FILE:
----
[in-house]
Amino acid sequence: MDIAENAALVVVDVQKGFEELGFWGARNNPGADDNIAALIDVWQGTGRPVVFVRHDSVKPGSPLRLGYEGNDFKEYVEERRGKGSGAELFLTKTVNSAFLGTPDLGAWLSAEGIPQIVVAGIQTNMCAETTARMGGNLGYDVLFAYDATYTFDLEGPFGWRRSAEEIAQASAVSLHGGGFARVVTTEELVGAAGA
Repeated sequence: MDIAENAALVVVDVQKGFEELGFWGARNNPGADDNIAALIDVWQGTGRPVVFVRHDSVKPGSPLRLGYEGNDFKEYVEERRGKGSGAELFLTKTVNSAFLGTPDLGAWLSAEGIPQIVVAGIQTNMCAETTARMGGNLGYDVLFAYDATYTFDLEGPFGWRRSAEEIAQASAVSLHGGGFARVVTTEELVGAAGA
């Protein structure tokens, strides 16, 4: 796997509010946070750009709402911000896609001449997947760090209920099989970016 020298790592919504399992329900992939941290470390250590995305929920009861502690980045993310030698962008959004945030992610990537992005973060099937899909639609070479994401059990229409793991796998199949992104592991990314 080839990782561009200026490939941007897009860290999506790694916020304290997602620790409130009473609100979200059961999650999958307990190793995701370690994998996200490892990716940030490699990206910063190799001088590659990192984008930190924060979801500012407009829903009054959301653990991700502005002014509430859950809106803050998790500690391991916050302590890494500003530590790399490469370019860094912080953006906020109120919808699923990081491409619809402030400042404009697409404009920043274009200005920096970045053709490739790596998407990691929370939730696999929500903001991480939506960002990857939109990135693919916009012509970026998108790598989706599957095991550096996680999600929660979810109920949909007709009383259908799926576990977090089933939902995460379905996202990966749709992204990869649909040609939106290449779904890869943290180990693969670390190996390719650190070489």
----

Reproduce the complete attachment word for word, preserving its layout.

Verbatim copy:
[in-house]
Amino acid sequence: MDIAENAALVVVDVQKGFEELGFWGARNNPGADDNIAALIDVWQGTGRPVVFVRHDSVKPGSPLRLGYEGNDFKEYVEERRGKGSGAELFLTKTVNSAFLGTPDLGAWLSAEGIPQIVVAGIQTNMCAETTARMGGNLGYDVLFAYDATYTFDLEGPFGWRRSAEEIAQASAVSLHGGGFARVVTTEELVGAAGA
Repeated sequence: MDIAENAALVVVDVQKGFEELGFWGARNNPGADDNIAALIDVWQGTGRPVVFVRHDSVKPGSPLRLGYEGNDFKEYVEERRGKGSGAELFLTKTVNSAFLGTPDLGAWLSAEGIPQIVVAGIQTNMCAETTARMGGNLGYDVLFAYDATYTFDLEGPFGWRRSAEEIAQASAVSLHGGGFARVVTTEELVGAAGA
């Protein structure tokens, strides 16, 4: 796997509010946070750009709402911000896609001449997947760090209920099989970016 020298790592919504399992329900992939941290470390250590995305929920009861502690980045993310030698962008959004945030992610990537992005973060099937899909639609070479994401059990229409793991796998199949992104592991990314 080839990782561009200026490939941007897009860290999506790694916020304290997602620790409130009473609100979200059961999650999958307990190793995701370690994998996200490892990716940030490699990206910063190799001088590659990192984008930190924060979801500012407009829903009054959301653990991700502005002014509430859950809106803050998790500690391991916050302590890494500003530590790399490469370019860094912080953006906020109120919808699923990081491409619809402030400042404009697409404009920043274009200005920096970045053709490739790596998407990691929370939730696999929500903001991480939506960002990857939109990135693919916009012509970026998108790598989706599957095991550096996680999600929660979810109920949909007709009383259908799926576990977090089933939902995460379905996202990966749709992204990869649909040609939106290449779904890869943290180990693969670390190996390719650190070489």